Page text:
In summary, you must read and make explicit reference (the more copious and detailed, the better) to the following required reading:

Size Matters!

Print your word count at the top of your essay. Your essay — that is, your introduction, body, and conclusion; your reference list, footnotes, endnotes, or any appendices don’t count here — should be no longer than 1,000 words. But it shouldn’t be much less than that, and I will consider the length of your essay as one indication of how much you actually want this grade; if you hand in a skimpy essay, that’s one good way to ensure that you get a lower class participation grade than the one you bargained for!

Further Reading

Weida, Stacey, and Karl Stolley. 2017. ‘Organizing Your Argument’Purdue Online Writing Lab. Presents a valuable recipe for connecting claims to supporting evidence and reasoning. It’s worth checking out related material on the OWL website, e.g., ‘Introductions, Body Paragraphs, and Conclusions for an Argument Paper’.

For Saturday, 3/24 (SOC 1103 CN)

March 20, 2018

Prep

  • Review Benokraitis (2015), Ch. 3 (‘The Family in Historical Perspective’). Focus on Section 3.1 (‘The Colonial Family’), the subsection of 3.2 that discusses African-American families, as well as Sections 3.3 (‘Industrialization, Urbanization, and European Immigration: 1820-1930’) and 3.5 (‘The Golden Fifties’).
  • Benokraitis (2015), Ch. 4 (‘Racial and Ethnic Families’)

I think I mentioned in class that I wanted you to review these chapters, since the movie took up so much of our time. But I’d also like you to read something new:

It’s long, but you can just skim it. I’ll be happy if  you’re at least able to identify the main argument of this essay. Please write down any questions about it that you’d like to discuss.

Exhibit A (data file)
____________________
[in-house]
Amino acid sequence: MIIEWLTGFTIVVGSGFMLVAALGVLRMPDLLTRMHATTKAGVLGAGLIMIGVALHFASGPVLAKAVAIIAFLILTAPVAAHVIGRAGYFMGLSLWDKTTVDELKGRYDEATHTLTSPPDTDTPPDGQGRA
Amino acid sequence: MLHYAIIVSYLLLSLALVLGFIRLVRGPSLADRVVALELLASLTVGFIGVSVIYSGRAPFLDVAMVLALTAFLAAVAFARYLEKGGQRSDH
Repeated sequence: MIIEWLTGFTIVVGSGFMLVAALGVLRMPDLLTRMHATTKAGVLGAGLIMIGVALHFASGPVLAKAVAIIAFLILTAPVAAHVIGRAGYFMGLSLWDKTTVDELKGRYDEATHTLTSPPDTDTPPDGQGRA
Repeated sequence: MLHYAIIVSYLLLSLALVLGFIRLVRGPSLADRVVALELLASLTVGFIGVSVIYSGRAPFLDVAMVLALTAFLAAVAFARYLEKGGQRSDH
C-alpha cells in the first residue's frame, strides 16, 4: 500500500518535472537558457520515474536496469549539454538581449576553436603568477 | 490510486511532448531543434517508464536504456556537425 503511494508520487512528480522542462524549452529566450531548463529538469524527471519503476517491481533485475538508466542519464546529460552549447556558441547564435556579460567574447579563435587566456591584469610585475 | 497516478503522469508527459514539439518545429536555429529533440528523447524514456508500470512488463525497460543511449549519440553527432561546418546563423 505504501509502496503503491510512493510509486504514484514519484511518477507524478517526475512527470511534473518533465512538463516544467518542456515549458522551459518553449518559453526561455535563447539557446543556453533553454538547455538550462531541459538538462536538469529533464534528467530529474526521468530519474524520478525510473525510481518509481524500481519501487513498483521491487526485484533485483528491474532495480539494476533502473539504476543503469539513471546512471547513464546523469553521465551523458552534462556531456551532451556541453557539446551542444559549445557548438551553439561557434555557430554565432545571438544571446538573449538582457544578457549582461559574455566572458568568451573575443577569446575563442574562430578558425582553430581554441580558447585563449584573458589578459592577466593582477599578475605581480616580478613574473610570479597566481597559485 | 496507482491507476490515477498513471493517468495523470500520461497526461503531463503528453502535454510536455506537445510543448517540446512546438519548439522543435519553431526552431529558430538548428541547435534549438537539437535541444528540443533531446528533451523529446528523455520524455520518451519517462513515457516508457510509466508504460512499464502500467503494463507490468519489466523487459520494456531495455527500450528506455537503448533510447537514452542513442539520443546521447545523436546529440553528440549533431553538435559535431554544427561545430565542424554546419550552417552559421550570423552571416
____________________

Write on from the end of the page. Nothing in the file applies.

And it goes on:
In Class

  • The Family in (Some) Historical Perspective
  • Q&A: Race and Ethnicity
  • Q&A: The Moynihan Report

For Next Class

  • Benokraitis (2015), Ch. 5 (‘Socialization and Gender Roles’)
  • Film: Sex: Unknown

For Friday, 3/23 (SOC 303)

March 20, 2018

Prep

  • HW due: Administer and Analyse Your Survey
  • Fink, Ch. 4 (‘Sampling’)
  • Patten (2014), Topic 27 (‘Sampling in Qualitative Research’)
  • Patten (2014), Topic 28 (‘Random Sampling’)
  • Patten (2014), Topic 29 (‘Other Methods of Sampling: I’)
  • Patten (2014), Topic 30 (‘Other Methods of Sampling: II’)
  • Patten (2014), Topic 31 (‘Sample Size’)

This looks like a lot of reading, but the Fink chapter is the only thing that’s more than a couple of pages. You need to at least skim the reading above or it’s gonna be a loooooong lab for you on Friday!

In Class

  • Review: Validity and Reliability
  • Lab: Sample Size
  • Research Questions
  • For Next Time

We’ll look to start the lab at 1:30; from now on, I really want to make sure that you have enough time to finish labs while I’m around to give help and counsel. When you finish the lab and are ready to submit, let me know and we can go over it; afterwards we can fine-tune your research questions.

For Next Class

  • HW due: Reverse Outline (Qualitative Methods)

For Wednesday, 3/21 (SOC 1103 MW)

March 19, 2018

Here again is the New York Times article that recently turned Aron et al.’s ’36 Questions’ into a media sensation.

Prep

  • Review Ch. 6 in the Benokraitis textbook, emphasising the sections identified previously.
  • Benokraitis (2015), Ch. 7 (‘Sexuality and Sexual Expression Throughout Life’); esp. Sects. 7.1 (‘Sexualiy and Human Development’), 7.5 (‘Lesbian, Gay, Bisexual, and Transgender Sex’), and 7.7 (‘Sexual Infidelity’)

In Class

  • Discussion: Love & Sex
  • Writing Intros & Conclusions: Do’s and Don’ts
  • Review: ASA Style

For Next Class

For Monday, 3/19 (SOC 1103 MW)

March 14, 2018

Prep

If you’ve never read real scholarship before, here’s how you do it. And here’s some more on Aron’s 36 questions, which have become a bona fide media sensation.

In Class

  • TBA

For Next Class

  • Benokraitis (2015), Ch. 7 (‘Sexuality and Sexual Expression Throughout Life’)